BUCKHANNON — On Thursday, September 8, Upshur County along with the other 54 counties in West Virginia hosted Save a Life/ Free Narcan Day. There were five mobile site locations set up in Upshur County alone and all stations were open from 10 a.m. to 6 p.m. or until supplies ran out. Narcan training was available as well as Narcan and Fentanyl test strips.
Narcan is also known as Naloxone. This medication is an opioid antagonist meaning that it fights the action of opioid drugs. The way it works is by attaching to opioid receptors and reversing and blocking the effects of other opioids. It can quickly restore breathing that has either slowed or stopped because of an opioid overdose.
It is important to clarify that Narcan does not have an effect on someone who does not have opioids in their system and is not to be used as treatment for an opioid use disorder. Some common opioids include heroin, fentanyl, oxycodone (OxyContin), hydrocodone (Vicodin), codeine and morphine.
Narcan can be delivered in a couple different ways. First responders and other formally trained individuals may administer Narcan by injection into muscle, vein or under the skin. The kits that were distributed during the Save a Life/ Free Narcan Day included a prepackaged nasal spray as this is the other way the life-saving medication can be delivered. The pre-packaged nasal spray is a device that is easier for loved ones and bystanders to use.
Missy Daugherty of Buckhannon serves as the Upshur County Ambassador for SOAR. SOAR W.Va. was created in October 2018, largely in response to the overwhelming opioid epidemic. SOAR WV uses a multi-tiered approach to substance use disorder, utilizing meetings, cultural events and community awareness to remove stigma and save lives. “I have supported SOAR for years but this is my first year as the Upshur County Ambassador,” said Daugherty. She also said, “This is the first for year for Upshur County to participate in Narcan Day. All 55 counties are participating this year which is also a first for the state of West Virginia.”
Daugherty shared that one of the things she was most looking forward to about the event was “educating people about Narcan and providing resources and information about addiction and recovery solutions. People cannot recover if they are dead.”
When asked what she would like people to know most about this initiative, Daugherty stated, “Narcan saves lives from drug addicts to seniors that have accidentally taken too much medication. Drug addicts are people too. Every addict did not start their path of addiction with the intention of being an addict. Also, every addict is someone’s loved one such as a mother, father, brother, sister, child or sibling.”
Daugherty shared that Narcan has been available to the public prior to Narcan Day. She said, “Daniel Cain actually started free Narcan about two to three years ago in Buckhannon. He is the O.G. of Free Narcan in Buckhannon. Since Daniel started there are now more opportunities. Community Care, Community Connections in Rock Cave and the local health department and pharmacies. Although at the pharmacy you are required to purchase it.”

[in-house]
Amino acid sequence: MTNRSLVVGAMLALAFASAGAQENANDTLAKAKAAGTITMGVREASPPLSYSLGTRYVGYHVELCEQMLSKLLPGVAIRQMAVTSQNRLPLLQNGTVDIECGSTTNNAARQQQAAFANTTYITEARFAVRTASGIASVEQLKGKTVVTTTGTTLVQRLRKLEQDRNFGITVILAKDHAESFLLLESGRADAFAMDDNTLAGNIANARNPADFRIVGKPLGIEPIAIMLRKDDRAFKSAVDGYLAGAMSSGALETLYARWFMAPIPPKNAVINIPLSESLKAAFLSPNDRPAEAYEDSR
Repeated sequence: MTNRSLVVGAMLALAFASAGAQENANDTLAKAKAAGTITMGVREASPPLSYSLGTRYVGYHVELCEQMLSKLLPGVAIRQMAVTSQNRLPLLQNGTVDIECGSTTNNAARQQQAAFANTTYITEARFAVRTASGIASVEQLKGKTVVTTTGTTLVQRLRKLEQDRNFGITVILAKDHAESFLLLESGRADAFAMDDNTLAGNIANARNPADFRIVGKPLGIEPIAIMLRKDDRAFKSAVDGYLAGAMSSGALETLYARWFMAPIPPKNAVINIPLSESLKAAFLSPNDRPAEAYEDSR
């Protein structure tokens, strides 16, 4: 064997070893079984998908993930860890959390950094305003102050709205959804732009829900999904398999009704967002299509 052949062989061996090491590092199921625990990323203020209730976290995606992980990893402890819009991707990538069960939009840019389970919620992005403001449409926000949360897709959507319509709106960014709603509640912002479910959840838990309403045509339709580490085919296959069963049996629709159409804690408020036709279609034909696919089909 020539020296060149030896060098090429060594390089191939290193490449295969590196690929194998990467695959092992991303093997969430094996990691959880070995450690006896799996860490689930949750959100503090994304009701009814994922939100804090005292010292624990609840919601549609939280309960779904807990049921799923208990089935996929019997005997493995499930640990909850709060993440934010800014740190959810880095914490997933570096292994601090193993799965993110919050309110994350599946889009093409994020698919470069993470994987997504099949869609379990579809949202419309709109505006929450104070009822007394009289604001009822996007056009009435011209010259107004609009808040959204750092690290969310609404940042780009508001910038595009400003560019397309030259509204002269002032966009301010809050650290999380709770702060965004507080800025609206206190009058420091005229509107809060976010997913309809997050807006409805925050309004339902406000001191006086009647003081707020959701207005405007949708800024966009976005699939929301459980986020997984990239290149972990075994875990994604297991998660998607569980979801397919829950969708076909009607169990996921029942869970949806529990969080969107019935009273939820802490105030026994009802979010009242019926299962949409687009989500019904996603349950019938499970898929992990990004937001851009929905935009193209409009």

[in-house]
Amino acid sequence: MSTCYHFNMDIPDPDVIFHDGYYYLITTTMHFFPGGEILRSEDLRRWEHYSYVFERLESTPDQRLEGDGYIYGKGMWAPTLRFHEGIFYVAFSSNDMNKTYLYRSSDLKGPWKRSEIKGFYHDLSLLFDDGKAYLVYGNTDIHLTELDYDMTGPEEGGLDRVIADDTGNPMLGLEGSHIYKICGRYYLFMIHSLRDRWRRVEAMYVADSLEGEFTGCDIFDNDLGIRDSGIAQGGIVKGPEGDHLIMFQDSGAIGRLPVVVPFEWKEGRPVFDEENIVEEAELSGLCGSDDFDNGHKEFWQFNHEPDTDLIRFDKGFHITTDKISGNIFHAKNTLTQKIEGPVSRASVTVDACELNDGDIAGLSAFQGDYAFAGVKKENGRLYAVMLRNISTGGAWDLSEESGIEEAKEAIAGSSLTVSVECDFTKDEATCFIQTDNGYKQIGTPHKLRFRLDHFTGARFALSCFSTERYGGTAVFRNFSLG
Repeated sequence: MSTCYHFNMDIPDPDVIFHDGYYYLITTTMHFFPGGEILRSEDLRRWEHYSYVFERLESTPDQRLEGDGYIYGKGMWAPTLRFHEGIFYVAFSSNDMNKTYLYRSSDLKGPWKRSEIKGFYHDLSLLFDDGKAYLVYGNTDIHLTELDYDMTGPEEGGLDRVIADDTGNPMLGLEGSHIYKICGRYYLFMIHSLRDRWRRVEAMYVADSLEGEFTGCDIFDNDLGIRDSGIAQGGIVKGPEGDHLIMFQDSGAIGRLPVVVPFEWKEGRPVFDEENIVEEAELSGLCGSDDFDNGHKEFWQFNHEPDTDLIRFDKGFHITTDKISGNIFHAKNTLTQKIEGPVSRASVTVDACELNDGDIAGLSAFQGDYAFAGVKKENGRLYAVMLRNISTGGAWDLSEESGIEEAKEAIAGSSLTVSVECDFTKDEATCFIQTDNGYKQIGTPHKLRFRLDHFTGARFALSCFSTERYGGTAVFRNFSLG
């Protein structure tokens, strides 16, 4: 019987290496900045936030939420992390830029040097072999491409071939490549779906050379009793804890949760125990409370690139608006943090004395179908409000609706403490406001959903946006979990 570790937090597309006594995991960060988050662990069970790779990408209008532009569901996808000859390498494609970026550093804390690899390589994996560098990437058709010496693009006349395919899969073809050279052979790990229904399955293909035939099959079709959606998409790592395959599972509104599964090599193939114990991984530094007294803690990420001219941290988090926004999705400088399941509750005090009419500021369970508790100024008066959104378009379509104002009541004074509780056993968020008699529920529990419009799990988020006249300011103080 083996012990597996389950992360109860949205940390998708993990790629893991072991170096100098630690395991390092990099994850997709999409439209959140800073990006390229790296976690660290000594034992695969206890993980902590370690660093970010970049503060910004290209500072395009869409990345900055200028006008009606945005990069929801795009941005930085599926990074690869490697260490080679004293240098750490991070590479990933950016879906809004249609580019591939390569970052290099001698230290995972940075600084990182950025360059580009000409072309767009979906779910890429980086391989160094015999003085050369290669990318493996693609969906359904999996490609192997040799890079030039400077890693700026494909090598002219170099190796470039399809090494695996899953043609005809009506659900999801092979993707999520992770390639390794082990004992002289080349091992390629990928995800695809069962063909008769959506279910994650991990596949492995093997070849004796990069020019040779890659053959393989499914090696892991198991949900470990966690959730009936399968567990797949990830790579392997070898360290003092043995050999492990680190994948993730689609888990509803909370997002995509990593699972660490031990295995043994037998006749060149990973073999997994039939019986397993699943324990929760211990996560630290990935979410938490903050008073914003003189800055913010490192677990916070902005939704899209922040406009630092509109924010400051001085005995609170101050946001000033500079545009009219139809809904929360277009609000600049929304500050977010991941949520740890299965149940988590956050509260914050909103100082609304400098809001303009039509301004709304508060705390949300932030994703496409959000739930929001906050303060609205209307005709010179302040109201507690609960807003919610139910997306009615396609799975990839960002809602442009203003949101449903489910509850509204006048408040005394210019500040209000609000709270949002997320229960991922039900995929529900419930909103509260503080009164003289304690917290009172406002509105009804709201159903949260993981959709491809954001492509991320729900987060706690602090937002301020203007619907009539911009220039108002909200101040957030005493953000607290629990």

When questioned if this will be an annual event, Daugherty responded, “Yes. Annual, as long as we have a drug problem, we will try to curtail that problem. We have received enormous support from the community this year. It has been a breath of fresh air. I think enough families have had this touch their lives and now they are ready to fight for their loved one’s life. They can’t sit back and watch, they want to act.”
Daugherty also explained that Narcan spray has two doses and each is four milligrams of the medication. She also elaborated how to administer it. “If you suspect overdose and the individual is not conscious or not responsive including signs such as blue lips, blue fingertips or cold to the touch…you want to place them on their back flat and tilt their head up, then you will place one shot of medication into one nostril followed by reciting your ABC’s, then place one shot of medication into the other nostril. After this you want to place the person in the rescue position which is by rolling them onto their side away from you. This is because when the person comes to they will be sick and may also be combative.”
Daugherty also said that she recommends calling 911. She explained that if the individual doesn’t respond to two doses, they may need two more doses in they have ingested fentanyl. She further noted that once an individual does come to, they have the choice if they want to go with EMS or not. It was also shared by Daugherty that Narcan is safe and you cannot get a buzz from or abuse Narcan. It is safe to use on anyone including children.
Upshur County Save a Life/Free Narcan Day was available at six locations including Community Care Connections in Rock Cave, Buckhannon Community Care, Opportunity House, Lazarus House, Blades and Fades, and Jawbone Park. Daugherty shared that over 600 kits were distributed. She exclaimed, “My heart is full. The Upshur Team handed out over 600 kits today! That’s 600 second chances. There is hope out there. There are people that care out there. To steal a quote from Heather Schneider “we take care of each other. “I cannot thank you all enough. The community, the volunteers, the team, the donations, my friends and family that have listened to me yack about this forever. It all paid off a little bit today.”
No worries if you missed the Save a Life/ Free Narcan Day. You can obtain a free kit and training by contacting Community Care Connections in Buckhannon. They are located at 34 North Kanawha Street and can be reached by phone at (304) 472-2250. Their regular hours of operation are Monday through Friday 8 a.m. to 8 p.m., however on Fridays they currently operate under a temporary schedule of 8 a.m. to 5 p.m.